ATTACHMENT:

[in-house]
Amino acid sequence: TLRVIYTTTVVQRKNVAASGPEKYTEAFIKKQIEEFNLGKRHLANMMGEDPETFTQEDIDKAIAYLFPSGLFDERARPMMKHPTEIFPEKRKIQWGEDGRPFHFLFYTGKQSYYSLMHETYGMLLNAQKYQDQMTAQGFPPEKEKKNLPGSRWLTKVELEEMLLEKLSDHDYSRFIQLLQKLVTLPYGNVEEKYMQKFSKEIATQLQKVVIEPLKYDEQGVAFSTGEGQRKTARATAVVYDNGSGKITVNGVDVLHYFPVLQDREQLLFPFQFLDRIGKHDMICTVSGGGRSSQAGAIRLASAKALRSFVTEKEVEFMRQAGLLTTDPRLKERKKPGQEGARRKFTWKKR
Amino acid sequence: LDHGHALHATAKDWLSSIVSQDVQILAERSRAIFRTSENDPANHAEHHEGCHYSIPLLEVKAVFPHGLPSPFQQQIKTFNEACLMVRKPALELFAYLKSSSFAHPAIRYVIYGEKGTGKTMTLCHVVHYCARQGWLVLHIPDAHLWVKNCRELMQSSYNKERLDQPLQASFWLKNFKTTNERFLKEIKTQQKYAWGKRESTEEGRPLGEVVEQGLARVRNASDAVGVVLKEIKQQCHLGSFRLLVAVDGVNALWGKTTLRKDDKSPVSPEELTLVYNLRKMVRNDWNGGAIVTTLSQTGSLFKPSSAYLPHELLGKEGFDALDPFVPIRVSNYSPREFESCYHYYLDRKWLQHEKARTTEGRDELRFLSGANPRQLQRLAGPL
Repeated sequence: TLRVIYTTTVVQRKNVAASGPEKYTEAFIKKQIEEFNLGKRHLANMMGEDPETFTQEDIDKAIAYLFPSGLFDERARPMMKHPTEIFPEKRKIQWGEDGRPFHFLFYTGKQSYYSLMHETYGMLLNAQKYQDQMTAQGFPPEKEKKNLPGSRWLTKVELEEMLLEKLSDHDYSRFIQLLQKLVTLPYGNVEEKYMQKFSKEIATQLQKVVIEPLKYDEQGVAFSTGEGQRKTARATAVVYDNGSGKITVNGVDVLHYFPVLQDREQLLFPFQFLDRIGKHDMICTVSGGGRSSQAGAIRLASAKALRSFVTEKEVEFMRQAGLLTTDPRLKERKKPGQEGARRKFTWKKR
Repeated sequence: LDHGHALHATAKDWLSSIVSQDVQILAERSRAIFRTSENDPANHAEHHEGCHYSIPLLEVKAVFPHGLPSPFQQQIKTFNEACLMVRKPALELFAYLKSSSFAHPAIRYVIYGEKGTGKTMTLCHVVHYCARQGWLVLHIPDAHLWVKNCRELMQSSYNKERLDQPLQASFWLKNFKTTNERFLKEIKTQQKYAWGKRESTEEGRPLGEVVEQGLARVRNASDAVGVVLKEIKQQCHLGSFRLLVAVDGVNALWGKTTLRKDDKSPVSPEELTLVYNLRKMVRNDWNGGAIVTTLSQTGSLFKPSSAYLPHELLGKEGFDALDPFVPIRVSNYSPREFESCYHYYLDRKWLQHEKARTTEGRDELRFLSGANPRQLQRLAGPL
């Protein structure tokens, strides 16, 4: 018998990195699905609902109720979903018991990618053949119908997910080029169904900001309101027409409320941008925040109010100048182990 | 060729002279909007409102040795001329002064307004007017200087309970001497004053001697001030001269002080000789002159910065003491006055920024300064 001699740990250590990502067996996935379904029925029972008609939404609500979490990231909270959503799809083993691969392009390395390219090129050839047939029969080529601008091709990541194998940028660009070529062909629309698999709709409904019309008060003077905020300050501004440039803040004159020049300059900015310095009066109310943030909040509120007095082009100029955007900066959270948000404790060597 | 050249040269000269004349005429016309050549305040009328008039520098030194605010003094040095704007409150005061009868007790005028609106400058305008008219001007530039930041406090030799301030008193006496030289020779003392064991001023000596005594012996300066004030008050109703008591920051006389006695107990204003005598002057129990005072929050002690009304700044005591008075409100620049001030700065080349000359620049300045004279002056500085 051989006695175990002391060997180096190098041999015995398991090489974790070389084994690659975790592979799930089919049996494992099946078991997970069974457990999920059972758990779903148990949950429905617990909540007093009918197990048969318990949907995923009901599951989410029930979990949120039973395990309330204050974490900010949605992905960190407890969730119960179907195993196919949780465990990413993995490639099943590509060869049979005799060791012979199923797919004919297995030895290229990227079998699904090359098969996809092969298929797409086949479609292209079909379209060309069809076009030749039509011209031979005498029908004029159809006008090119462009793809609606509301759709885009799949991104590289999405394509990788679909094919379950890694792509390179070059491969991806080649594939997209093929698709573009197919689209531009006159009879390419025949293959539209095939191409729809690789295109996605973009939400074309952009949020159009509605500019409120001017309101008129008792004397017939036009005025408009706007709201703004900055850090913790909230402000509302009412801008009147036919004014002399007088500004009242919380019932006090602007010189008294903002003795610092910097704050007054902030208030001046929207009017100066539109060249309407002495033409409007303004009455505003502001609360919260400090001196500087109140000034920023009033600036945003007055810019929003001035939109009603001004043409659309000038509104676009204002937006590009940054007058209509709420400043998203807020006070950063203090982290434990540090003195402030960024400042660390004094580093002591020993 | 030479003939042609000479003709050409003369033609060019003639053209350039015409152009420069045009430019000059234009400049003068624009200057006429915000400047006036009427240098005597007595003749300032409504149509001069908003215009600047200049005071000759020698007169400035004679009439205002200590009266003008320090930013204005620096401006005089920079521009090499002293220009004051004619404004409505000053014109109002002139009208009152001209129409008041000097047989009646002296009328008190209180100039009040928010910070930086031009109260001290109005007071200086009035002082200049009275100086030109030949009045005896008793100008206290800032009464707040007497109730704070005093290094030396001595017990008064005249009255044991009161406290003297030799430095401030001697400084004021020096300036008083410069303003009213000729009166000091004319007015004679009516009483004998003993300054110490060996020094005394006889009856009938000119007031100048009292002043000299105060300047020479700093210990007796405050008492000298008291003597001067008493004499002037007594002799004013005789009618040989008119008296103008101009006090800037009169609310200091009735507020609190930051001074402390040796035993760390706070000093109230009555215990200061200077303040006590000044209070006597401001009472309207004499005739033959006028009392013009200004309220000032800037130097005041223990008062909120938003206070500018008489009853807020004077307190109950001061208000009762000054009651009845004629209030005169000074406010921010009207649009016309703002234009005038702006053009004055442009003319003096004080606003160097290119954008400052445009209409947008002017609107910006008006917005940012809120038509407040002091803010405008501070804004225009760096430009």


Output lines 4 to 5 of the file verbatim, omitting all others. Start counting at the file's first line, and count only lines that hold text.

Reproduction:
Repeated sequence: TLRVIYTTTVVQRKNVAASGPEKYTEAFIKKQIEEFNLGKRHLANMMGEDPETFTQEDIDKAIAYLFPSGLFDERARPMMKHPTEIFPEKRKIQWGEDGRPFHFLFYTGKQSYYSLMHETYGMLLNAQKYQDQMTAQGFPPEKEKKNLPGSRWLTKVELEEMLLEKLSDHDYSRFIQLLQKLVTLPYGNVEEKYMQKFSKEIATQLQKVVIEPLKYDEQGVAFSTGEGQRKTARATAVVYDNGSGKITVNGVDVLHYFPVLQDREQLLFPFQFLDRIGKHDMICTVSGGGRSSQAGAIRLASAKALRSFVTEKEVEFMRQAGLLTTDPRLKERKKPGQEGARRKFTWKKR
Repeated sequence: LDHGHALHATAKDWLSSIVSQDVQILAERSRAIFRTSENDPANHAEHHEGCHYSIPLLEVKAVFPHGLPSPFQQQIKTFNEACLMVRKPALELFAYLKSSSFAHPAIRYVIYGEKGTGKTMTLCHVVHYCARQGWLVLHIPDAHLWVKNCRELMQSSYNKERLDQPLQASFWLKNFKTTNERFLKEIKTQQKYAWGKRESTEEGRPLGEVVEQGLARVRNASDAVGVVLKEIKQQCHLGSFRLLVAVDGVNALWGKTTLRKDDKSPVSPEELTLVYNLRKMVRNDWNGGAIVTTLSQTGSLFKPSSAYLPHELLGKEGFDALDPFVPIRVSNYSPREFESCYHYYLDRKWLQHEKARTTEGRDELRFLSGANPRQLQRLAGPL